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Author Topic: Viola paradoxa  (Read 2603 times)

Michael

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Viola paradoxa
« on: May 19, 2008, 09:56:58 PM »
Hello!

I remember someone asked me about Viola paradoxa seeds in some post, but i dont remember who did or in what post it is, i had already searched for it, but the search comes up empty, i really dont know what I did wrong...

Well it's just to say to that person that today i went and searched for it on the highest peaks, and found it!!! Besides the freezing winds and the strong sun, for the first time i found that mythic plant! Unfortunately i did not saw any seeds, but the plants were in full bloom, so i guess in some time they might set seeds that i could send.
Thanks
"F" for Fritillaria, that's good enough to me ;)
Mike

Portugal, Madeira Island

Gerdk

  • grower of sweet violets
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Re: Viola paradoxa
« Reply #1 on: May 20, 2008, 11:22:56 AM »
Hi Mike,
That's fantastic - It was me who is interested in that plant very much. Thank you!
I hope you are able to collect some seeds. Cuttings are also easy with this pansy-type of violet.
Did you take some shots of the plants?

Sorry, can't answer your reply because it's just a day before I am away for about
18 days.

Gerd
Gerd Knoche, Solingen
Germany

Michael

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Re: Viola paradoxa
« Reply #2 on: May 20, 2008, 01:43:06 PM »
Hi Gerd.

Now i remember you lol!
Yes  a friend of mine took some pictures, i will ask him to send them to me when he can, so i can show them to you!
Dont worry, seeds are guaranteed it is just a matter of time. Now that i know the exact area where the plants grow, it is a lot more easy to find them. Do you think i will be also able to grow them on the lowlands? Because they take a lot of cold and wind on winter... but on summer the sun is strong too!
When i have the pictures i will post them here.

M
"F" for Fritillaria, that's good enough to me ;)
Mike

Portugal, Madeira Island

Gerdk

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Re: Viola paradoxa
« Reply #3 on: June 08, 2008, 09:15:04 PM »
Hi Gerd.

Now i remember you lol!
Yes  a friend of mine took some pictures, i will ask him to send them to me when he can, so i can show them to you!
Dont worry, seeds are guaranteed it is just a matter of time. Now that i know the exact area where the plants grow, it is a lot more easy to find them. Do you think i will be also able to grow them on the lowlands? Because they take a lot of cold and wind on winter... but on summer the sun is strong too!
When i have the pictures i will post them here.

Hi Mike,
I returned yesterday.
I think it will be possible to cultivate this violet even in the coastal area, provided you give it some shelter from strong sunshine (half shade), a good air circulation and a good watering regime. Please have a look to ' Flowers and Foliage Now - Rock Plant - Reply # 8 ' from March 26, 2008. There you'll find a pic with a pot grown plant - perhaps made at the Botanical garden at Funchal. Maybe a gardener there can tell you more.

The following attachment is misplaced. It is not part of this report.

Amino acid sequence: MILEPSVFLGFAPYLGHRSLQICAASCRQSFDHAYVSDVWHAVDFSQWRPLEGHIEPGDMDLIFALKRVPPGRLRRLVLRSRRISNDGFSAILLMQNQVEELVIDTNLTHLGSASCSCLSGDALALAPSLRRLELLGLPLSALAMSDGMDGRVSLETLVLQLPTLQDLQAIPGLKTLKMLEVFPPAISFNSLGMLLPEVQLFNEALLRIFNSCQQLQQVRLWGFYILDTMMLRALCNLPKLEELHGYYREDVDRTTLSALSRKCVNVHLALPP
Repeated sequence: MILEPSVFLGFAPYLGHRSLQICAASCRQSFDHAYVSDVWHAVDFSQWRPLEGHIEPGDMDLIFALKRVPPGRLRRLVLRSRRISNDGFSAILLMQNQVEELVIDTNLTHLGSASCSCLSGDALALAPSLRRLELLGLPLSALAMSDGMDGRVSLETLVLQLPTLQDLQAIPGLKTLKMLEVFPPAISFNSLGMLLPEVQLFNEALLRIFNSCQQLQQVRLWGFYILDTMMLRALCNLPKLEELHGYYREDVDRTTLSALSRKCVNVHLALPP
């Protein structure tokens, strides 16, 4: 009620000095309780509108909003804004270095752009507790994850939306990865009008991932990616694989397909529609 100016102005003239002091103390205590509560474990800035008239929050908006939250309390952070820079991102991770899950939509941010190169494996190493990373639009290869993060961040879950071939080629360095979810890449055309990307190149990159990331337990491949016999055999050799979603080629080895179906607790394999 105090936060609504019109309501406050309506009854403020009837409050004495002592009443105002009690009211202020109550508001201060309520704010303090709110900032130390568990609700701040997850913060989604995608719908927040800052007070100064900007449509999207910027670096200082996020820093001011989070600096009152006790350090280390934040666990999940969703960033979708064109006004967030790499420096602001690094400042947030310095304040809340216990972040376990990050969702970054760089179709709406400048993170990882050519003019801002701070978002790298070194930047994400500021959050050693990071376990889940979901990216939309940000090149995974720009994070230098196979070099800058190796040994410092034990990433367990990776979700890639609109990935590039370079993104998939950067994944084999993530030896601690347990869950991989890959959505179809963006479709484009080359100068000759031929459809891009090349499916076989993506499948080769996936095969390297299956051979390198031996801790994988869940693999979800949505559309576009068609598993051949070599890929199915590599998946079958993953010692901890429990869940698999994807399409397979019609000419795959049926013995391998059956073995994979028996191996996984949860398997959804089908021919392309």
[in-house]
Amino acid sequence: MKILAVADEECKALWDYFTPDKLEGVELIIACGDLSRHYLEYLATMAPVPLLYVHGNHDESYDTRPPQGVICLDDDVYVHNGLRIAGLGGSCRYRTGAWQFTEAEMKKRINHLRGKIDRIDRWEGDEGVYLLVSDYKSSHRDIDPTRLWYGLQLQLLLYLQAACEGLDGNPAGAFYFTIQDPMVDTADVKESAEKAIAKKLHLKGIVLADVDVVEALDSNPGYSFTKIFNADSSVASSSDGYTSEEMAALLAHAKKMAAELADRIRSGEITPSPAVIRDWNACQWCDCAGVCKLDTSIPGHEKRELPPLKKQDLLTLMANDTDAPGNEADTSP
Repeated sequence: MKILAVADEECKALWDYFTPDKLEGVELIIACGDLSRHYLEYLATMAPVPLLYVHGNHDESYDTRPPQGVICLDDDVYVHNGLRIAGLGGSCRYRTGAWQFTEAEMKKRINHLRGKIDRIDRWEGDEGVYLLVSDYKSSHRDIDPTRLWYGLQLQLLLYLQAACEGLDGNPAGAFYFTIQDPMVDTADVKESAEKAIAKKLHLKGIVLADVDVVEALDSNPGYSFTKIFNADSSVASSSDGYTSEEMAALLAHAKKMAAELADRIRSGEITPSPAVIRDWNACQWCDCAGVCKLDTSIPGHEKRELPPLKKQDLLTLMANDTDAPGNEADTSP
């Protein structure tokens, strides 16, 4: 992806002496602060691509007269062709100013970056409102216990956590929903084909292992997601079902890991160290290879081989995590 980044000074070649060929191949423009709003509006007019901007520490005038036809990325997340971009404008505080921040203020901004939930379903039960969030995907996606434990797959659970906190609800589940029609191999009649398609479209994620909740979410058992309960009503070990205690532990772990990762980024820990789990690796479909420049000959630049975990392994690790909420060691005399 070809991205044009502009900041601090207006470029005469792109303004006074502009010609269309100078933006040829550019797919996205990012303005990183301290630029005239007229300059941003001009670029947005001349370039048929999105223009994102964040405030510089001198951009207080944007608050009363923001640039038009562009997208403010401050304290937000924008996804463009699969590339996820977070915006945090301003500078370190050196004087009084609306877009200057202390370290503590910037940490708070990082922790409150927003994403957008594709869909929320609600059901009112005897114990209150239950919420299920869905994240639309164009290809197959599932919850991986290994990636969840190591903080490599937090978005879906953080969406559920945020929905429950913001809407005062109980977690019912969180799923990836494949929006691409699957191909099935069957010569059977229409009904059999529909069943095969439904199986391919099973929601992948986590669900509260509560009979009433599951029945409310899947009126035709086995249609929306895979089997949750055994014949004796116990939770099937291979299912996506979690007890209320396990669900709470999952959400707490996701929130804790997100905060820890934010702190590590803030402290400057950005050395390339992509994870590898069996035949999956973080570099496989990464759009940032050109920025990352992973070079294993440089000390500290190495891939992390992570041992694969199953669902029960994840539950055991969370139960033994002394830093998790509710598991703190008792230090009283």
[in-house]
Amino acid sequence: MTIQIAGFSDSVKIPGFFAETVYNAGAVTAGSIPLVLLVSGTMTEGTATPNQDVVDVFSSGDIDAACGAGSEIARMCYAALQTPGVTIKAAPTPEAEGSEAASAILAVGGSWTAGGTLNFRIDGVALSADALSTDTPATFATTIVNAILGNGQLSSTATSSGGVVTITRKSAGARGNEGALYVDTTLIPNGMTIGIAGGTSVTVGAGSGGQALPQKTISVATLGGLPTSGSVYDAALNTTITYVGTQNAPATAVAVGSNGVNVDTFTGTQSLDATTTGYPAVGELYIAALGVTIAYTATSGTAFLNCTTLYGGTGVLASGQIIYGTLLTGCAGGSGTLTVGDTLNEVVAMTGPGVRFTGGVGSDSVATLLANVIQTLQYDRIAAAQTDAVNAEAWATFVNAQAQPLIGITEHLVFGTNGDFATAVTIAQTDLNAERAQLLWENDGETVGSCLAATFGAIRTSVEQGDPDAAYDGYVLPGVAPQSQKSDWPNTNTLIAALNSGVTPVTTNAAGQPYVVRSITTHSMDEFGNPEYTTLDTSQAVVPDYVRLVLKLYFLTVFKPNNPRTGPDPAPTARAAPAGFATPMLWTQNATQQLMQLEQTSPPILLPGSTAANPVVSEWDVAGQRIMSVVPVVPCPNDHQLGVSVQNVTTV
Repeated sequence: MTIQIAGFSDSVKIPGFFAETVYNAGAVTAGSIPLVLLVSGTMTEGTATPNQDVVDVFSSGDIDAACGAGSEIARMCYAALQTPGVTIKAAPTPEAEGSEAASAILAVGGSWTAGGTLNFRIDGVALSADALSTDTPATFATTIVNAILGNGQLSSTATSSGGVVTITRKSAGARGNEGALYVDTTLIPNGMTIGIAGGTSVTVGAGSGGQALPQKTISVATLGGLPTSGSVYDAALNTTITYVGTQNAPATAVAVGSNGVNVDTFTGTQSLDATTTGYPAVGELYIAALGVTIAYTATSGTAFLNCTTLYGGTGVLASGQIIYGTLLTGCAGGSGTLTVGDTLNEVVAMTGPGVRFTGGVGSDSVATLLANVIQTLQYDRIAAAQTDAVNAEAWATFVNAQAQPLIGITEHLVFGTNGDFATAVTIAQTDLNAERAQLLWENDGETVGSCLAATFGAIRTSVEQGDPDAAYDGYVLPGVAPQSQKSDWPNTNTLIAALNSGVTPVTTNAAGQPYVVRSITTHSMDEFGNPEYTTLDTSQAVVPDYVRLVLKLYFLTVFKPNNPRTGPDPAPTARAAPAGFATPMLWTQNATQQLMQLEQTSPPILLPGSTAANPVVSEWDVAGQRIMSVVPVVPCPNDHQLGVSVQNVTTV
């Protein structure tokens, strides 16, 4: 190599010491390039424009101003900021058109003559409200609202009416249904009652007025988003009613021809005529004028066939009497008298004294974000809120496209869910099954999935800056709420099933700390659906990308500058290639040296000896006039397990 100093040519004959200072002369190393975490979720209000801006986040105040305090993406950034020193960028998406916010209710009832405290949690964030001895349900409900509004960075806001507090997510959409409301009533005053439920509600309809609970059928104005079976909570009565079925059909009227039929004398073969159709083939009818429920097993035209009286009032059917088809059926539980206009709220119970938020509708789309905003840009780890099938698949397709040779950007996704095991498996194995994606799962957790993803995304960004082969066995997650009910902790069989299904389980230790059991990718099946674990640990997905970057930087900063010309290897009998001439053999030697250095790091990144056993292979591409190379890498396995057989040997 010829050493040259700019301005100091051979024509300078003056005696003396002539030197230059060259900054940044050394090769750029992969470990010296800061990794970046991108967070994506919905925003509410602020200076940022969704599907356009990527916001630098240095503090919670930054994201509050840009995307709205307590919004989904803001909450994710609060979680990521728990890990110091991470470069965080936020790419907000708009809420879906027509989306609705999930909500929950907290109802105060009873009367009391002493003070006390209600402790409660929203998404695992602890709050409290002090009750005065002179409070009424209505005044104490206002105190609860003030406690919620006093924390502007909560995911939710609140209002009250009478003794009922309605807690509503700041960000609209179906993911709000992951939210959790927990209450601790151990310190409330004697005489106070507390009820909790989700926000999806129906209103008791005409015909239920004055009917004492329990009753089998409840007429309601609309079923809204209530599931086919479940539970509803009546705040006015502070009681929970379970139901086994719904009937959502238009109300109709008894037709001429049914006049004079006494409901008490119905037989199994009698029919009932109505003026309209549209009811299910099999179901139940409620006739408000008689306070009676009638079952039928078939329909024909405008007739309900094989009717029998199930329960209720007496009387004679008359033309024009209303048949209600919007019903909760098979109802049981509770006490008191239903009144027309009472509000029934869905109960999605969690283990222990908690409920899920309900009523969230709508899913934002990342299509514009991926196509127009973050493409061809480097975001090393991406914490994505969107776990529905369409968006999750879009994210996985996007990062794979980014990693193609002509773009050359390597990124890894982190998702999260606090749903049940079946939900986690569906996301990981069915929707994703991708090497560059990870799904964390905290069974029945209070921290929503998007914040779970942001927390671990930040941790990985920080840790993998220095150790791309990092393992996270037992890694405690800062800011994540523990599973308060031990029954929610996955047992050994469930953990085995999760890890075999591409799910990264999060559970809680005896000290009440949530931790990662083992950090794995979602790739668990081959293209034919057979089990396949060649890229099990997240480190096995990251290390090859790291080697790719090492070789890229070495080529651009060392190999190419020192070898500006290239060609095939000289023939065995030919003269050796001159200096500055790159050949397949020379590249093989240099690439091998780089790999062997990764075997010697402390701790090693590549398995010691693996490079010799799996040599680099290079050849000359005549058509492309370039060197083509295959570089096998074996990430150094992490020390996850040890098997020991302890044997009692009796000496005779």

Please keep in mind that violets have exploding seed capsules. Seeds are ripe when the pods are directed upwards. Shortly after that the grains will fly away like cannon balls.
I am looking forward to your friend's pics.

Gerd
Gerd Knoche, Solingen
Germany

Michael

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Re: Viola paradoxa
« Reply #4 on: June 11, 2008, 08:56:10 PM »
Hello Gerd!

Thanks for  the advice, next time i go there i will bring the seedpods that are upright then :D
Do they change colour or are they also green?


Regarding the pictures, i will post them when my friend is able to send them to me, i guess he is a bit busy lately, but in a couple of days, i shall have them :D
"F" for Fritillaria, that's good enough to me ;)
Mike

Portugal, Madeira Island

Gerdk

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Re: Viola paradoxa
« Reply #5 on: June 11, 2008, 10:17:11 PM »
Michael,
That's fine. Thank you. I don't know if the capsules changes their colour - some pansies do - others don't. Please let me know what you'll observe with this violet. The upright position is the best indicator for ripe seeds.

Gerd
 
Gerd Knoche, Solingen
Germany

Kristl Walek

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Re: Viola paradoxa
« Reply #6 on: June 12, 2008, 12:47:56 PM »
The upright position is the best indicator for ripe seeds.

I usually use a combination of the "upright pod" plus a very gentle "hardness of the pod" squeeze when I am collecting Viola seed. If it is upright, but not hard, I usually still leave them (although I know at that point the time is not far off).
so many species....so little time

Kristl Walek

https://www.wildplantsfromseed.com

 


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